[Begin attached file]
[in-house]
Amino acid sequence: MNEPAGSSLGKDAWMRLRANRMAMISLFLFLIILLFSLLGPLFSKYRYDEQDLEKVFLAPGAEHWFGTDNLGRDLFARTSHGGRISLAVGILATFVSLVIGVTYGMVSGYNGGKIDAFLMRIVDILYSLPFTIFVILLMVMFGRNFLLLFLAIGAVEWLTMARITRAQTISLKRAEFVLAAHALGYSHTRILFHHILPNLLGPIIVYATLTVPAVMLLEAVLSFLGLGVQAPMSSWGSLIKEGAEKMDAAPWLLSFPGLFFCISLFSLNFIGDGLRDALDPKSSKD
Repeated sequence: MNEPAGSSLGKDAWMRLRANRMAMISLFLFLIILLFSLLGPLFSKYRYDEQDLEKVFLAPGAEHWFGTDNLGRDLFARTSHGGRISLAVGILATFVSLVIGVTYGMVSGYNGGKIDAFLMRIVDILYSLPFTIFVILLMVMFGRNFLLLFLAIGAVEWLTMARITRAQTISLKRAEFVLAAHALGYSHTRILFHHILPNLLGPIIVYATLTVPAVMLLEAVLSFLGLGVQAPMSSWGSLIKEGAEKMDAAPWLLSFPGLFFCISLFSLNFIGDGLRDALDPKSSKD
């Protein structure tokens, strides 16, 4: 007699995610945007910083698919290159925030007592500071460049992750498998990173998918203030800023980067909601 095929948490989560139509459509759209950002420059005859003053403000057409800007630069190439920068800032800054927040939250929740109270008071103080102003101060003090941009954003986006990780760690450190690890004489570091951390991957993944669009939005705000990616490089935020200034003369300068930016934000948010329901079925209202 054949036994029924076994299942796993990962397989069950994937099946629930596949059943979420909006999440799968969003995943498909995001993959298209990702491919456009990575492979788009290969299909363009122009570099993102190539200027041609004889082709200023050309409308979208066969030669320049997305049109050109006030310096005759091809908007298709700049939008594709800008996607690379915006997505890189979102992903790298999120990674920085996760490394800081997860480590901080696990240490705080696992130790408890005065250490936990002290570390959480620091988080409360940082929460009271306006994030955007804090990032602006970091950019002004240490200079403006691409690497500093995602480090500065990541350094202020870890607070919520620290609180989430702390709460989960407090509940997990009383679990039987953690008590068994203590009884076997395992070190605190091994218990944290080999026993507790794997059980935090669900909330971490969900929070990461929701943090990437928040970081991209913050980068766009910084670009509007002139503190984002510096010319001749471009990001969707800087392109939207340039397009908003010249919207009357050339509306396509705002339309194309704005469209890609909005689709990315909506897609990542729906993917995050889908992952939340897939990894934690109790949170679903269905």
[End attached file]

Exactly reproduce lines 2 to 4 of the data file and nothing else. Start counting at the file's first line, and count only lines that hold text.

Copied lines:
Amino acid sequence: MNEPAGSSLGKDAWMRLRANRMAMISLFLFLIILLFSLLGPLFSKYRYDEQDLEKVFLAPGAEHWFGTDNLGRDLFARTSHGGRISLAVGILATFVSLVIGVTYGMVSGYNGGKIDAFLMRIVDILYSLPFTIFVILLMVMFGRNFLLLFLAIGAVEWLTMARITRAQTISLKRAEFVLAAHALGYSHTRILFHHILPNLLGPIIVYATLTVPAVMLLEAVLSFLGLGVQAPMSSWGSLIKEGAEKMDAAPWLLSFPGLFFCISLFSLNFIGDGLRDALDPKSSKD
Repeated sequence: MNEPAGSSLGKDAWMRLRANRMAMISLFLFLIILLFSLLGPLFSKYRYDEQDLEKVFLAPGAEHWFGTDNLGRDLFARTSHGGRISLAVGILATFVSLVIGVTYGMVSGYNGGKIDAFLMRIVDILYSLPFTIFVILLMVMFGRNFLLLFLAIGAVEWLTMARITRAQTISLKRAEFVLAAHALGYSHTRILFHHILPNLLGPIIVYATLTVPAVMLLEAVLSFLGLGVQAPMSSWGSLIKEGAEKMDAAPWLLSFPGLFFCISLFSLNFIGDGLRDALDPKSSKD
């Protein structure tokens, strides 16, 4: 007699995610945007910083698919290159925030007592500071460049992750498998990173998918203030800023980067909601 095929948490989560139509459509759209950002420059005859003053403000057409800007630069190439920068800032800054927040939250929740109270008071103080102003101060003090941009954003986006990780760690450190690890004489570091951390991957993944669009939005705000990616490089935020200034003369300068930016934000948010329901079925209202 054949036994029924076994299942796993990962397989069950994937099946629930596949059943979420909006999440799968969003995943498909995001993959298209990702491919456009990575492979788009290969299909363009122009570099993102190539200027041609004889082709200023050309409308979208066969030669320049997305049109050109006030310096005759091809908007298709700049939008594709800008996607690379915006997505890189979102992903790298999120990674920085996760490394800081997860480590901080696990240490705080696992130790408890005065250490936990002290570390959480620091988080409360940082929460009271306006994030955007804090990032602006970091950019002004240490200079403006691409690497500093995602480090500065990541350094202020870890607070919520620290609180989430702390709460989960407090509940997990009383679990039987953690008590068994203590009884076997395992070190605190091994218990944290080999026993507790794997059980935090669900909330971490969900929070990461929701943090990437928040970081991209913050980068766009910084670009509007002139503190984002510096010319001749471009990001969707800087392109939207340039397009908003010249919207009357050339509306396509705002339309194309704005469209890609909005689709990315909506897609990542729906993917995050889908992952939340897939990894934690109790949170679903269905």